- Limited space for manufacturing hence limited size of the product.
Products are mostly produced in a confined printer casing that is small in size. This will change later as the technology grows and is accepted by mainstream users.
7 application areas of 3D in real-life
- Automotive: 3D is used in automobile industries to manufacture spare parts and also to come up with new prototype designs.
- Medicine: in Medicine technology is anticipated that will be used even to create synthetic body parts. If this will be achieved then it will save many lives of people who are in critical conditions and they cannot get donor organs.
- Aerospace: since technology creates a product that is lightweight compared with contemporary technology then it becomes ideal for airspace parts. They can be manufactured light-weight and of the right shape.
- Building and construction: architects can use 3D technology to produce realistic prototypes of structures that they can bring into reality. Currently, we also have some companies that are training to construct fully functional buildings using the technology.
- Education sector: cheap technology means learning institutions can now produce prototypes that they can use to demonstrate in class. The technology will also enhance research in different areas of learning. Learners and trainers can create a cheap small scale version of a real object for learning.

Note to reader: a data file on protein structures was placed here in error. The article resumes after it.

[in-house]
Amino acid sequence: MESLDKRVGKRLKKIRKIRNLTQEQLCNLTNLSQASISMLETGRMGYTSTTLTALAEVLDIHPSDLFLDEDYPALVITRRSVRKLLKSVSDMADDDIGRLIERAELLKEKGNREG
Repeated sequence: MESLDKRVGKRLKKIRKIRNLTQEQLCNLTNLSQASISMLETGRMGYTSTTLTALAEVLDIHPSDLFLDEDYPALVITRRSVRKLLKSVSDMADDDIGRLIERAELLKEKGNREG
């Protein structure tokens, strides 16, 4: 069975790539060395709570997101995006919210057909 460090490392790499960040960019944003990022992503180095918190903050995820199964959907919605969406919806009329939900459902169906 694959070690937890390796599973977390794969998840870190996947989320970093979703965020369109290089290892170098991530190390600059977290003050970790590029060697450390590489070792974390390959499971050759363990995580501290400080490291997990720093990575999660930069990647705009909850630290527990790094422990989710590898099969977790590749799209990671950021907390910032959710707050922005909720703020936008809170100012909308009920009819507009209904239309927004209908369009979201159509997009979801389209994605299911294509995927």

- Robotics: Robotics parts can be created using 3D technology. They can be made of different sizes, and shapes and can be easy to assemble.
- Home and personal use: as the technology becomes cheaper and more accepted by the masses it will move to home production. The individual user will own the printers and they can be able to print home appliances and equipment. They can be new complete items or repair parts for existing tools.
Top 3D printing service providers and manufacturers
Currently, we have companies that are manufacturing 3D printer which uses a different type of technologies as we have discussed. The companies listed offer 3D printers, printing services, print design, and some other 3D-related services. Some of the most common names in 3D printers manufacturing are:
- Stratasys: they are among the pioneers of 3D printing companies in the world.
- 3D Systems: according to their website they started in 1986 with headquarters in South Carolina
- CELLINK: they deal with 3D bioprinting which involves the production of Bioink and printers.
- Makerbot: founded in 2009, they specialize in printers. They produce the Cupcake CNC printer. MakerBot was acquired by Stratasys in the year 2013.
- nTopology: it is a software company that deals with software to design and print additive manufacturing products
- Desktop Metal: they use a binder jet and DLP polymer for printing. It is headquarters in Burlington.
- Protolabs: founded in 1999 the offers 3D services by use of injection molding envelopeXometry
- Glowforge: they use subtractive instead of additive manufacturing. The technology they use is a CNC laser cutter engraver.
List of the best 3D software for 2022
- DesignSpark Mechanical
- 3D Slash
- Autodesk Fusion 360
- Cinema 4D
- 3DS Max